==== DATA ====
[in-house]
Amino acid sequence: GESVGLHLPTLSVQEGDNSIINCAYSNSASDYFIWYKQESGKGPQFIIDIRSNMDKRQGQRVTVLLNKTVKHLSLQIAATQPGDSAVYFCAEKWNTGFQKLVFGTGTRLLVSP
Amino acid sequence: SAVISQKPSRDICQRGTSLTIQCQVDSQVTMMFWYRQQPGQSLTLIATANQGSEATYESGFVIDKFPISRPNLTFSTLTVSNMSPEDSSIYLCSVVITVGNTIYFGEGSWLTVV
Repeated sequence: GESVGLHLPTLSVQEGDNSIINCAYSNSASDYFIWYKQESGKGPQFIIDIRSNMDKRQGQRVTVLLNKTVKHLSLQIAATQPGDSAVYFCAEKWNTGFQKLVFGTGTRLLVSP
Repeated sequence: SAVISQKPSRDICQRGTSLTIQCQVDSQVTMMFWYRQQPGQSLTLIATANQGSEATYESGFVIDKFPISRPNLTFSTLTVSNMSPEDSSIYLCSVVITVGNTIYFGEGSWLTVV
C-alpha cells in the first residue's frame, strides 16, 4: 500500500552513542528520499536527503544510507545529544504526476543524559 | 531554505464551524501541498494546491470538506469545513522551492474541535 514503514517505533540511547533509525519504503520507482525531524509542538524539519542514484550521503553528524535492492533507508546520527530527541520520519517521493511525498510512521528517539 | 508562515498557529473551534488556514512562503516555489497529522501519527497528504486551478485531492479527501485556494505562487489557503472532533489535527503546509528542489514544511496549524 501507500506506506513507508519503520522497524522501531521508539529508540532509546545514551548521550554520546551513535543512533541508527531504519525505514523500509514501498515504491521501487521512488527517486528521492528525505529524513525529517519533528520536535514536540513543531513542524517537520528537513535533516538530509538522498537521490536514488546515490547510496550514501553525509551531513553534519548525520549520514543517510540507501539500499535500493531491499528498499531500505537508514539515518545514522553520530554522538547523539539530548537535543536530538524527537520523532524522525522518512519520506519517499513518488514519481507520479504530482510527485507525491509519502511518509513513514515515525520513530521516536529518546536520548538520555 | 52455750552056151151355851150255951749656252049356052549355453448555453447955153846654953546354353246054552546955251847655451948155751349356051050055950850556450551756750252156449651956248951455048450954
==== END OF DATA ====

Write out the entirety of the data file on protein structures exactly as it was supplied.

[in-house]
Amino acid sequence: GESVGLHLPTLSVQEGDNSIINCAYSNSASDYFIWYKQESGKGPQFIIDIRSNMDKRQGQRVTVLLNKTVKHLSLQIAATQPGDSAVYFCAEKWNTGFQKLVFGTGTRLLVSP
Amino acid sequence: SAVISQKPSRDICQRGTSLTIQCQVDSQVTMMFWYRQQPGQSLTLIATANQGSEATYESGFVIDKFPISRPNLTFSTLTVSNMSPEDSSIYLCSVVITVGNTIYFGEGSWLTVV
Repeated sequence: GESVGLHLPTLSVQEGDNSIINCAYSNSASDYFIWYKQESGKGPQFIIDIRSNMDKRQGQRVTVLLNKTVKHLSLQIAATQPGDSAVYFCAEKWNTGFQKLVFGTGTRLLVSP
Repeated sequence: SAVISQKPSRDICQRGTSLTIQCQVDSQVTMMFWYRQQPGQSLTLIATANQGSEATYESGFVIDKFPISRPNLTFSTLTVSNMSPEDSSIYLCSVVITVGNTIYFGEGSWLTVV
C-alpha cells in the first residue's frame, strides 16, 4: 500500500552513542528520499536527503544510507545529544504526476543524559 | 531554505464551524501541498494546491470538506469545513522551492474541535 514503514517505533540511547533509525519504503520507482525531524509542538524539519542514484550521503553528524535492492533507508546520527530527541520520519517521493511525498510512521528517539 | 508562515498557529473551534488556514512562503516555489497529522501519527497528504486551478485531492479527501485556494505562487489557503472532533489535527503546509528542489514544511496549524 501507500506506506513507508519503520522497524522501531521508539529508540532509546545514551548521550554520546551513535543512533541508527531504519525505514523500509514501498515504491521501487521512488527517486528521492528525505529524513525529517519533528520536535514536540513543531513542524517537520528537513535533516538530509538522498537521490536514488546515490547510496550514501553525509551531513553534519548525520549520514543517510540507501539500499535500493531491499528498499531500505537508514539515518545514522553520530554522538547523539539530548537535543536530538524527537520523532524522525522518512519520506519517499513518488514519481507520479504530482510527485507525491509519502511518509513513514515515525520513530521516536529518546536520548538520555 | 52455750552056151151355851150255951749656252049356052549355453448555453447955153846654953546354353246054552546955251847655451948155751349356051050055950850556450551756750252156449651956248951455048450954